What is missing? A method to add a column not at the end of the list (the event mechanism is capable of handling that), methods to add multiple columns, a method to remove the column at a certain index, and methods to remove multiple (or all) columns; a method to get the index of a column (or whether it is contained at all).
getColumnIndex() requires a column with the identifier to be contained - which is a stupid precondition, since in general, you would have to loop yourself before calling this method to ensure it is contained, and then you already know the index. The method can be implemented on top of getColumns(), for example, if you know getColumns() uses the proper order.
int getColumnMargin() void setColumnMargin() int getColumnIndexAtX(int x) int getTotalColumnWidth()
As of JDK1.3, the column margin in inclusive in the widths stored in the columns. That means that now the column margin wouldn't need to be stored in the column model at all. Before, the latter two methods needed the margin for their calculations.
getTotalColumnWidth() just sums all the columns' widths. getColumnIndexAtX() iterates over the columns until the total sum of the widths is larger than x (plus handling of cases when it is smaller then zero or larger then the column width). These methods can be implemented on top of the list methods.
There is no method to perform the inverse mapping (column -> starting x), or methods to calculate the total minimum, preferred, or maximum width.
These probably will be discussed in a general JTable selection mode document elsewhere and not here.
From a design standpoint, TableColumnModel and TableColumn are both unsatisfying because they mix potentially sharable state (like cell renderers, preferred widths, header values) that could be used in multiple JTables at the same time, with state that depends on exactly one JTable (current width, current order, probably column margin). TableColumnModel is also passive when the JTable itself resizes the columns, that logic could be just as well (and probably in a more flexible way) be in the TableColumnModel. That would also make sharing TableColumnModels easier (or possible without subclasses).
There is nothing special to be said about these events. Only single columns can be added/removed/moved. For multiple, the modifications and the firing of events must be done one-by-one (i.e. not all the modifications and then sending all the events). An event must be send from columnMoved even if the column is moved on itself. This is (mis)used for notification that the visual position of the dragged column changed (but these events (move from a column on itself) may be trivially ignored).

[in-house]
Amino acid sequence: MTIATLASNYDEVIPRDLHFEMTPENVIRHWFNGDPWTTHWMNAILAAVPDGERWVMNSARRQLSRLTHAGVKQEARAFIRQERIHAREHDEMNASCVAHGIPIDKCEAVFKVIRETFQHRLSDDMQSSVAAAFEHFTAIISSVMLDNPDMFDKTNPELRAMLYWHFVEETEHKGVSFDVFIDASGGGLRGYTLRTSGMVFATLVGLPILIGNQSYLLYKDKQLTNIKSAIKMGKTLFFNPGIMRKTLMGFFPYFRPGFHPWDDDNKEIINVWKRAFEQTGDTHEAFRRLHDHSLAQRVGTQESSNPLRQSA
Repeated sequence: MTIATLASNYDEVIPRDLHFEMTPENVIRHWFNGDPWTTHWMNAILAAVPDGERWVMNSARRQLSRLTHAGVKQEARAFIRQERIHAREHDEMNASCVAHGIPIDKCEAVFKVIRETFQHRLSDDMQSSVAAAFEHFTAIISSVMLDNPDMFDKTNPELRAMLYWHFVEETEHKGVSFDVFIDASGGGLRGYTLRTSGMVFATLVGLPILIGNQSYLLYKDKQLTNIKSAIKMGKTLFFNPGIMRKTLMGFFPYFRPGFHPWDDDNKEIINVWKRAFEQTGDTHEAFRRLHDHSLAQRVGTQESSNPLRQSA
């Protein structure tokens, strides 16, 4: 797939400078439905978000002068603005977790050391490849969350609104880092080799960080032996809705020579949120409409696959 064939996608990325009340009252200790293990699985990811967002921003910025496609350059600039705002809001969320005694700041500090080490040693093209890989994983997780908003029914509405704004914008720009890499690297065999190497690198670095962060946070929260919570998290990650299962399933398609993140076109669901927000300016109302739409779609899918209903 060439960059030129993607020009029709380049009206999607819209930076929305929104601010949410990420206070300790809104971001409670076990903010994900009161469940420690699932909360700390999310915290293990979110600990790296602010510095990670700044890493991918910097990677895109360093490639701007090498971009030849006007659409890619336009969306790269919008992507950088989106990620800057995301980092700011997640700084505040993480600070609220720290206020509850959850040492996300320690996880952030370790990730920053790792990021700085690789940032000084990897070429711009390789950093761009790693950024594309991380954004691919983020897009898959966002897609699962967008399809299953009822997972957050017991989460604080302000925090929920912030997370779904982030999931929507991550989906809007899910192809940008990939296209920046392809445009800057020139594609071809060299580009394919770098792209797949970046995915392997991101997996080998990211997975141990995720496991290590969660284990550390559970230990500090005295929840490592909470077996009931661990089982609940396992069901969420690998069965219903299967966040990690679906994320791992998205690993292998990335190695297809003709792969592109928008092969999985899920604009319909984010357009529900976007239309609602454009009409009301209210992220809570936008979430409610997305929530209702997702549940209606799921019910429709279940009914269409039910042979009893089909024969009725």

In JDK1.2, this event was sent iff the column margin changed (as suggested by the name). In JDK1.3, it is (must be) also sent whenever a column's width or preferred width changes (relevant changes to the minimum/maximum width will automatically affect these widths, does that really work, since there are possibly two events?) so that the JTable can invalidate itself automatically and explicitly calling sizeColumnsToFit() or revalidate() isn't necessary any more. That way you can (like, the most important case, the JTableHeader) modify the TableColumnModel without explicitly notifying the JTable(s) that contain it afterwards. Still, there is no way for listeners to know whichcolumn has changed without caching all the TableColumns and all the widths. JTable only does column-specific stuff if the column in question is the JTableHeaders' resizing column.
Usually such events will a) be forwarded from the events the TableColumnModel itself receives from its ListSelectionModel and b) a special event must be constructed when the ListSelectionModel is changed (DefaultTableColumnModel doesn't do that (#4469061)); c) maybe if column selection is turned on/off an event notifies of the changes. It is questionable whether these events should be sent at all if column selection is disallowed (But that only has effect on JTable.isCellSelected() and the appearance, not on the logical selection.), except that as usual, selection is mixed up with focused cell handling.
During adding/removal of columns, forwarding may be temporarily disabled, and the event sent only afterwards. Otherwise the index-column mapping will be in an inconsistent state while the events are forwarded.
(C) 2001-2009 Christian Kaufhold (email@example.com)